The primary vehicle for this branch of crime is the massive, serial fraud which takes place in the U.S. Treasuries market. For readers not familiar with the fundamentals of the bond market, here is a brief overview.

The “price” of a bond is directly/inversely proportional to the interest rate on that bond. As the interest rate rises, the price declines, and vice versa. The interest rate on bonds which trade in global markets (such as U.S. Treasuries) is supposed to be a direct function of the “risk” associated with that debt.

Specifically, the greater the risk of default, the higher the rate of interest which is supposed to be demanded on that bond, by the lenders in the marketplace who finance that debt. Officially, the U.S. government is the most-indebted nation on the planet, with a “national debt” of roughly $18.5 trillion.

The U.S. pretends to have a total national GDP of $16.75 trillion, though several of those “trillions” are nothing but smoke-and-mirrors, economic fudging. Yet even officially, the U.S. is already well past the 100% debt-to-GDP level which signifies a “debt crisis” (and massive interest rates on its bonds). But the real story in this endemic fraud is the U.S.’s “unofficial” debts/liabilities.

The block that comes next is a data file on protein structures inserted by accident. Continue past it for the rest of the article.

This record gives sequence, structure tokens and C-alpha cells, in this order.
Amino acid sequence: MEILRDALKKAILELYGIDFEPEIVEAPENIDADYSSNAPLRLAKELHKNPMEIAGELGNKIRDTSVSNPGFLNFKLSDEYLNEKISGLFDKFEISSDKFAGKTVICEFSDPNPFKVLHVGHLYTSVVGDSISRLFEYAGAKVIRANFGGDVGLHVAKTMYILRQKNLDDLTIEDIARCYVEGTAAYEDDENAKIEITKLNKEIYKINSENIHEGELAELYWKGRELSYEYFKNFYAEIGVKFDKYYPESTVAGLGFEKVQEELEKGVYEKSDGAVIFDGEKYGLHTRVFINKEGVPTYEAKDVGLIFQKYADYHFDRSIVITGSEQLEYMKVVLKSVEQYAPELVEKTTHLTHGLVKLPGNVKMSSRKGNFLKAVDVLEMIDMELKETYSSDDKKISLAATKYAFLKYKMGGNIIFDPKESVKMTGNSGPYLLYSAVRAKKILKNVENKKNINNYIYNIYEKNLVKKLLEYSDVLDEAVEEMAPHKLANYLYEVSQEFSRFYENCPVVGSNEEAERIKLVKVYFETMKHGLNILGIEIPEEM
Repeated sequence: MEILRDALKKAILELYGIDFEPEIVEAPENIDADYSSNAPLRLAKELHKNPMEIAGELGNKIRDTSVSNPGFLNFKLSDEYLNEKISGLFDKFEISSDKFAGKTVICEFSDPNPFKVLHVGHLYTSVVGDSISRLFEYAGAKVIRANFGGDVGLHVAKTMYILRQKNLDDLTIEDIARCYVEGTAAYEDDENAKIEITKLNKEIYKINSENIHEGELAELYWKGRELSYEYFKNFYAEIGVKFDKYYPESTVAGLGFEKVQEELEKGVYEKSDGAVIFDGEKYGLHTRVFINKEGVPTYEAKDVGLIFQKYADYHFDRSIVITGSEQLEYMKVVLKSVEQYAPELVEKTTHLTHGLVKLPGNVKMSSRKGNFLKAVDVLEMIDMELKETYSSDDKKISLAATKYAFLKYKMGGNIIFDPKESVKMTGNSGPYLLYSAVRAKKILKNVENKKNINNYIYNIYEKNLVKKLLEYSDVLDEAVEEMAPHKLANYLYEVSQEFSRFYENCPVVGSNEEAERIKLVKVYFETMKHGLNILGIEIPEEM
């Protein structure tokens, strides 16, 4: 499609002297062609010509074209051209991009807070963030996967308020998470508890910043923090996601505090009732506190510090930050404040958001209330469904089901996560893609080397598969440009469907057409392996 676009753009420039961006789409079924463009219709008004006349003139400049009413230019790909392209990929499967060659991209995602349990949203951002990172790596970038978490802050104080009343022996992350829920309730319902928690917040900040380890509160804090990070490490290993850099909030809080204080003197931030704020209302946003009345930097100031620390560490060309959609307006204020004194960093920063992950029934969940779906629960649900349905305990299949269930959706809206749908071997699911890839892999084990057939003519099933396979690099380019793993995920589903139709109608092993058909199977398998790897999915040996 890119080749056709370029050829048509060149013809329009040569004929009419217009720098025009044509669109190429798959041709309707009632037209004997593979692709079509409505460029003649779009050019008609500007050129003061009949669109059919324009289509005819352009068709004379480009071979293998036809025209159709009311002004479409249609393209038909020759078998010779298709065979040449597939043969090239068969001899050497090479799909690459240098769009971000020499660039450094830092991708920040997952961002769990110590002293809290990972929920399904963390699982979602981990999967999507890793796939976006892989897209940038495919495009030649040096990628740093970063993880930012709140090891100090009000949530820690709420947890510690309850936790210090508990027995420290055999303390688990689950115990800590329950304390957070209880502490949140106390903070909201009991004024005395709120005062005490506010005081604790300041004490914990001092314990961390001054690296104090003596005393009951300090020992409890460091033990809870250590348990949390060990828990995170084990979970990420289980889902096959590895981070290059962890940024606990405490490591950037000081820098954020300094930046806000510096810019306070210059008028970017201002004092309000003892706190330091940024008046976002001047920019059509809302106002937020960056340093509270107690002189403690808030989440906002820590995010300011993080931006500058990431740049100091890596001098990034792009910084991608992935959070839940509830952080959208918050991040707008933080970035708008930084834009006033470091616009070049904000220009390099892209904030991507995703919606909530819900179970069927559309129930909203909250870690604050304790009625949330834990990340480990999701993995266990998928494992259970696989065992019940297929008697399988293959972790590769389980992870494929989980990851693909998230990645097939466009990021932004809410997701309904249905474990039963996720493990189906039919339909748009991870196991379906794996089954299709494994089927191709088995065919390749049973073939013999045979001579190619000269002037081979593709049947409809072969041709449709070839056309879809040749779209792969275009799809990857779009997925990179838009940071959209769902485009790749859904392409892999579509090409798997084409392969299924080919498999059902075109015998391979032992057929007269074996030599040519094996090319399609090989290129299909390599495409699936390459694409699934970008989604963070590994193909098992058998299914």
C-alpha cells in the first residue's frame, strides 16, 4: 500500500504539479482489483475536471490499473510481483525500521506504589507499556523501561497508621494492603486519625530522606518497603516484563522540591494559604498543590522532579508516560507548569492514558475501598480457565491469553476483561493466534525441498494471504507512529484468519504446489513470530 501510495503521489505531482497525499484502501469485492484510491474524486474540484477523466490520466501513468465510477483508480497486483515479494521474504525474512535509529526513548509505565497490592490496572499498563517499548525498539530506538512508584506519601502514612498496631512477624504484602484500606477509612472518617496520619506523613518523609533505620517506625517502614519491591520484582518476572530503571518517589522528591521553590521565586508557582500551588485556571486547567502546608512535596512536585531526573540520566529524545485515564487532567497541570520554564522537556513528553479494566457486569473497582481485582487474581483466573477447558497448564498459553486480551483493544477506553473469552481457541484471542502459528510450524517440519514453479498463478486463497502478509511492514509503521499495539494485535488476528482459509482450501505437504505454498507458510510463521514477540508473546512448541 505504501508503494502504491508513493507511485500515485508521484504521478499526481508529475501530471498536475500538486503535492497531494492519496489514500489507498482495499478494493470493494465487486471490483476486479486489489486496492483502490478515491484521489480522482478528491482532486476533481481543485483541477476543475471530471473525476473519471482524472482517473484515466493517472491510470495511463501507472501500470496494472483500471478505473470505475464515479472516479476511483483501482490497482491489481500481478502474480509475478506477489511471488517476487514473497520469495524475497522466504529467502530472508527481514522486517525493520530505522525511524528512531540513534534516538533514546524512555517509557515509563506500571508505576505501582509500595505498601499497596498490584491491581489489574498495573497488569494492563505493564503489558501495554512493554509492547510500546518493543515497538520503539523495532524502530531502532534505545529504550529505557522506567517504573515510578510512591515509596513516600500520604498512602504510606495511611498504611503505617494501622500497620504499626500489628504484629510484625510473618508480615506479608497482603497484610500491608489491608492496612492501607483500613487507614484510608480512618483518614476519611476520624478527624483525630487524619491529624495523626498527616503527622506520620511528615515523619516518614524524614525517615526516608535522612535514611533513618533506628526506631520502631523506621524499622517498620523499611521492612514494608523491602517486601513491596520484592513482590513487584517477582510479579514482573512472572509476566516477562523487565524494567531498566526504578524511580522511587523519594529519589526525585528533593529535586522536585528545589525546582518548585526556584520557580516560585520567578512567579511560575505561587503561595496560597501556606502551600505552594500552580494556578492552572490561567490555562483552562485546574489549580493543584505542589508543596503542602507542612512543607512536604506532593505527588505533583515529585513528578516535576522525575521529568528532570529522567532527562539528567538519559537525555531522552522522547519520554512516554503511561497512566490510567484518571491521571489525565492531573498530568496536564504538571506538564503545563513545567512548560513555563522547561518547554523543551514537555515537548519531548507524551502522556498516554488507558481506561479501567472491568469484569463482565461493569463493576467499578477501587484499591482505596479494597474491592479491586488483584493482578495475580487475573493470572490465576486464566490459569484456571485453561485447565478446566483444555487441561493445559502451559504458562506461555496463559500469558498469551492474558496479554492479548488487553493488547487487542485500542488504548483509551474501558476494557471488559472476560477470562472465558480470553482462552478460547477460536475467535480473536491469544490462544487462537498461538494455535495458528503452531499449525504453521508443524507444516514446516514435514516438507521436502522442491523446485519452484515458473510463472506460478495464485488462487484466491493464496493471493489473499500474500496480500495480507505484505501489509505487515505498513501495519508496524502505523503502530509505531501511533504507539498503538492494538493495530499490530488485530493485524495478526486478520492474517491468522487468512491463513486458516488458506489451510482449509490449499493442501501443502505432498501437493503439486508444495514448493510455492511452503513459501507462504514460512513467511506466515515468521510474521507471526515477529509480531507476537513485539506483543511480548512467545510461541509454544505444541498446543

As calculated by a former economic advisor in the Reagan administration (and now university professor); U.S. debts-and-liabilities exceed $200 trillion – not (a mere) $18.5 trillion. The greater than 1000% difference between these two numbers is based on massive accounting-fraud by the U.S. government, whereby it (officially) has converted $trillions of its debts into “liabilities”.

It is precisely to prevent accounting-fraud of this nature that all U.S. (and Western) corporations are required by law to report their debts-and-liabilities as a single number, via the “GAAP” accounting principles which are a universal standard in the world of accounting, except for our governments. By those universal standards, the U.S. is not merely insolvent, not merely bankrupt, but absurdly bankrupt.

It has only been able to ward-off a formal declaration of bankruptcy (already) via systemic accounting fraud, which would have resulted in criminal convictions if the same fraud had been perpetrated by a corporation. The accounting-fraud of the U.S. government makes “Enron” look squeaky-clean, by comparison.<